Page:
I landed, took the Arlanda Express into the city, dropped my stuff off at the hotel, and immediately headed over to the Icebar to meet Rachel and her coworker. I had read in many places that they only let people in 45 minutes at a time so I was really rushing to get there at 10:30… and then got there and realized that wouldn’t be a problem at all. There was no one there! We walked right up, were outfitted with this huge cape with attached mittens, and went in – there were probably like 10 other people in there, max. Included in the price of admission was one drink, and I ended up picking some gross tasting vodka with lingonberries. The whole experience was probably not worth it, although it made for a great Instagram picture.

In the last year I have had way more coffee than I would like to admit. I probably have a coffee at least every other day now! Sweden is a great place to drink coffee, as drinking coffee is part of Sweden’s culture. “Fika” means “to have coffee” and every day, Swedes take a break and have coffee or tea and something to eat. There are even official fika times during the workday at Swedish companies. After checking out the Vasa Museum and walking through two H&Ms literally across the street from each other to see if there were any differences (there weren’t), Rachel and I stopped into Vete-Katten to fika.

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Along with my latte, I ordered a kanelbullar, a Swedish cinnamon bun. Unfortunately, it photographs WAY better than it looks. It’s actually quite dry, and I had one at another place with the same experience, so they’re probably all like that. Of course, these are probably how they should be and not loaded with tons of sugar and goo and things that are bad for you like they are in America.

For dinner, we were lazy and wanted to eat somewhere close to our hotel. Luckily, Bla Dorren was the closest place to us but also pretty highly rated with traditional Swedish food, which we wanted to try.

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First, we ordered a plate with four different types of pickled raw herring. I… was not a fan of any of them. One was mustard based, one was tomato based, and then I think a couple were just plain pickled, but all of them were just not very appetizing to me. At least I tried it though, right?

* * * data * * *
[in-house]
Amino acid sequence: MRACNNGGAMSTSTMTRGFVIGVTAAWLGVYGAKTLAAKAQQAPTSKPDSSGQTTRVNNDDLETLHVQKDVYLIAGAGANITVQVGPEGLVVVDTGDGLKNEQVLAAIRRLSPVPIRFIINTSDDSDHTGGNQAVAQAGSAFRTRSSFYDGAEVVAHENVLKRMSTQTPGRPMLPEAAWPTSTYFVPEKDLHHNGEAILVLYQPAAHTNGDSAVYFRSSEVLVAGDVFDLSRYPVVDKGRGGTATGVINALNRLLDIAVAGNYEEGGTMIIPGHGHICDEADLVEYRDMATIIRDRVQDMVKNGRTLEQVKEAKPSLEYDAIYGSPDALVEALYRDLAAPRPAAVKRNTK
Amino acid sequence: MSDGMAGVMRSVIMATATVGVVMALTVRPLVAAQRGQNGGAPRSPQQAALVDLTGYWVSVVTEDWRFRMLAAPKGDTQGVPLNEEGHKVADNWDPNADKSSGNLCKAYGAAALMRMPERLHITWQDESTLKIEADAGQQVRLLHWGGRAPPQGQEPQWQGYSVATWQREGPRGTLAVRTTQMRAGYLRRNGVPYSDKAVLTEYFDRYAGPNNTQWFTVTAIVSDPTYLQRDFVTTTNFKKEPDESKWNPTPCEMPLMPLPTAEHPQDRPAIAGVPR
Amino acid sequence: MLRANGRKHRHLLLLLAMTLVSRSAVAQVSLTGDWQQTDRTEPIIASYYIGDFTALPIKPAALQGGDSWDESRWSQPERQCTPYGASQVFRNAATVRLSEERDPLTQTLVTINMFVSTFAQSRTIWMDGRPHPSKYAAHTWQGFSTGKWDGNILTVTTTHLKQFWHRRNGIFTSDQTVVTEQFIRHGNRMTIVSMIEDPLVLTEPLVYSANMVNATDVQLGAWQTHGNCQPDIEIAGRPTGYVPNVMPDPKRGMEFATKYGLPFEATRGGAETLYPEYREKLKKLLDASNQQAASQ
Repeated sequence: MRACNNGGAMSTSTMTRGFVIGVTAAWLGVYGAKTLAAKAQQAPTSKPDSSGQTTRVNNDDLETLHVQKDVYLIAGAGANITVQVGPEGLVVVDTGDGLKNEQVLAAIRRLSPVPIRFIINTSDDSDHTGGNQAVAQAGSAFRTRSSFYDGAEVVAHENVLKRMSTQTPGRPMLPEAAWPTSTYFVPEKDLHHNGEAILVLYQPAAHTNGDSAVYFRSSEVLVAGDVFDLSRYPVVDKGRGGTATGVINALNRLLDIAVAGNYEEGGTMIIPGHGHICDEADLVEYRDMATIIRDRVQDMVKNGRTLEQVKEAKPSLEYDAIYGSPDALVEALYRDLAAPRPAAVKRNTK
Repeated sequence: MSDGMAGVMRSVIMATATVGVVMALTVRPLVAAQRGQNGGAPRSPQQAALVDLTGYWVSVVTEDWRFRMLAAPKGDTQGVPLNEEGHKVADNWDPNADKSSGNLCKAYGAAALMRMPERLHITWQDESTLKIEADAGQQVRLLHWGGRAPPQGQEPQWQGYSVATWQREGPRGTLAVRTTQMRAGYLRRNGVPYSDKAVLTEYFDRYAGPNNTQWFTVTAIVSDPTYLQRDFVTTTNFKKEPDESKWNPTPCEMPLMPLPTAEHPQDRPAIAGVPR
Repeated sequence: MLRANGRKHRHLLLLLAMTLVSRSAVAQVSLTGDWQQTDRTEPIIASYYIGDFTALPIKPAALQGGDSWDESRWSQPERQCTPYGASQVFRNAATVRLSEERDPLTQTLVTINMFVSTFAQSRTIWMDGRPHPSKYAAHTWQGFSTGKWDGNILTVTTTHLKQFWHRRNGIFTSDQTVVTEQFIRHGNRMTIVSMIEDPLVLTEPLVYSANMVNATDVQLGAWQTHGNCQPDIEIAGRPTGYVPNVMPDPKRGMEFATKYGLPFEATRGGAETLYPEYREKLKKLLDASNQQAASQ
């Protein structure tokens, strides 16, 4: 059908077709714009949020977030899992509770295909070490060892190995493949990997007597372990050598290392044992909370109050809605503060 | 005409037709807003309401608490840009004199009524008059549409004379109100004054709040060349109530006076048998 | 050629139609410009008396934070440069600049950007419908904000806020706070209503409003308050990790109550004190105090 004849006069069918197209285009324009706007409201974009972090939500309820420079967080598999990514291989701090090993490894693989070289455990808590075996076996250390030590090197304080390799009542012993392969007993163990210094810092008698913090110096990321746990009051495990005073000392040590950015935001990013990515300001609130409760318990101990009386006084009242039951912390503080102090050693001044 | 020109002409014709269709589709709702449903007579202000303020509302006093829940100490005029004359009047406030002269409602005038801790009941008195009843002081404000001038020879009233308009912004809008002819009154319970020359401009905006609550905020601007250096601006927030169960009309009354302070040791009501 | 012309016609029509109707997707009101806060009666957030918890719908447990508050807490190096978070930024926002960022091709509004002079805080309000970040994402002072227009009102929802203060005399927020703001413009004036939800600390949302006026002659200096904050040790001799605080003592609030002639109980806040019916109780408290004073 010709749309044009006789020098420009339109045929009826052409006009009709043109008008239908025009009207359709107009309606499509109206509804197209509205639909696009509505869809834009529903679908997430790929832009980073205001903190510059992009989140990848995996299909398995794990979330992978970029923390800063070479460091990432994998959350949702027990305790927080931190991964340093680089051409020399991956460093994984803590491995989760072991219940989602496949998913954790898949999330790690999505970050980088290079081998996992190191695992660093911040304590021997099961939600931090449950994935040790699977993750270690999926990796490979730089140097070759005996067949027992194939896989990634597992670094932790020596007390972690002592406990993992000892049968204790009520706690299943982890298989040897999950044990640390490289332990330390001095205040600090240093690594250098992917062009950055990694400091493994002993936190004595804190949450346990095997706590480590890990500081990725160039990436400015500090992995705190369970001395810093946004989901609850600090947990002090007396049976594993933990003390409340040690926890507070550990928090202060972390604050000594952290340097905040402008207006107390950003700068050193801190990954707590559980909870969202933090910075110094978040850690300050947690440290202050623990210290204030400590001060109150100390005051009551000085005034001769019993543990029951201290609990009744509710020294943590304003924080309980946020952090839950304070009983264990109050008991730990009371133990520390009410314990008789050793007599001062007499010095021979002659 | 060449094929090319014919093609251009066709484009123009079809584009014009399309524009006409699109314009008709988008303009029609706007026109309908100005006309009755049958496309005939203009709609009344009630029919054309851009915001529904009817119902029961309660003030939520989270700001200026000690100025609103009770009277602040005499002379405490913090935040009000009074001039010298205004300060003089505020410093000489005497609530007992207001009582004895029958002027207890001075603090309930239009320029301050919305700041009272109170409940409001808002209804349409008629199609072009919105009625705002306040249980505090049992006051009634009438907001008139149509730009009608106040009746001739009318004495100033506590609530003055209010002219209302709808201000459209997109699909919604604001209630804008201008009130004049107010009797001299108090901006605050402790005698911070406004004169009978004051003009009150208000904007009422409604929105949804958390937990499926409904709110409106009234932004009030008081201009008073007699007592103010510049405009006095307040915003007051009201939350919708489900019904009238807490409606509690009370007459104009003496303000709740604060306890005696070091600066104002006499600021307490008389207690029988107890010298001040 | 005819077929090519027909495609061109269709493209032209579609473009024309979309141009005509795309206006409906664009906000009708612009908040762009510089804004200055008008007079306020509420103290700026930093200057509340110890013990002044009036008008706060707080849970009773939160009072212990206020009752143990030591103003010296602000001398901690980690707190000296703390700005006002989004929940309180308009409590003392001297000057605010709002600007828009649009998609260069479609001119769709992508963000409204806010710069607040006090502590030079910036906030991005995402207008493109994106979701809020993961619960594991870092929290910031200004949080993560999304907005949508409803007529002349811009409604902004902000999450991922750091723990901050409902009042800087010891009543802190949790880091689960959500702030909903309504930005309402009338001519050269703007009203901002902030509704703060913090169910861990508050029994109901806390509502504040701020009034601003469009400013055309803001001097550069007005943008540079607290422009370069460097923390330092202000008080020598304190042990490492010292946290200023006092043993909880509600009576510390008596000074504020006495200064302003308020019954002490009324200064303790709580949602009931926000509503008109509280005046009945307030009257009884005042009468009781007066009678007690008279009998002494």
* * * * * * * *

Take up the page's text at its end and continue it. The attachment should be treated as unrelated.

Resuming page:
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However, I liked the elk meatballs! Of course we had to try some Swedish meatballs while we were in Sweden, and they came with a side of lingonberries (Sweden’s national fruit). We split this plate and it was enough for us. The seasoning on the meat was great and it kind of felt like eating Thanksgiving dinner.

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For our last meal, we wanted something fast and inexpensive and ended up at this pizza place. We didn’t want to go the traditional pepperoni route, and asked for something “Swedish” so they told us to order this pizza with steak, onions, mushrooms, and bearnaise sauce. It was actually pretty good!

The thing about food in Sweden is that it’s a little expensive! I got an orange juice and a kanelbullar for breakfast and it showed up as $8.77 on my credit card statement. The raw herring plate was $11. Looking back on it now, it doesn’t seem that expensive, but the extra $2 or $3 here and there adds up!

Afternoon Tea

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After 7 months of working in London, I finally did an afternoon tea today. And it was AMAZING. I actually tried to do it a Sunday last month, but had no reservation – big mistake! I walked over to The Langham hoping they had some walk-in availability, but no luck… then I called The Wolseley, who said they did walk-ins, but when I was already seated it was 2:30, I realized they start serving afternoon tea at 3:30.

This time, I decided to do it with a little more advance planning (the day before). It was still hard to find a reservation for the time I wanted, and I even got this email from The Sanderson, which has a pretty cool afternoon tea based on Alice in Wonderland:

Hi Jessica,

The first available Saturday is the 19th of December and the first available Sunday is the 8th of November. Weekdays are less busy.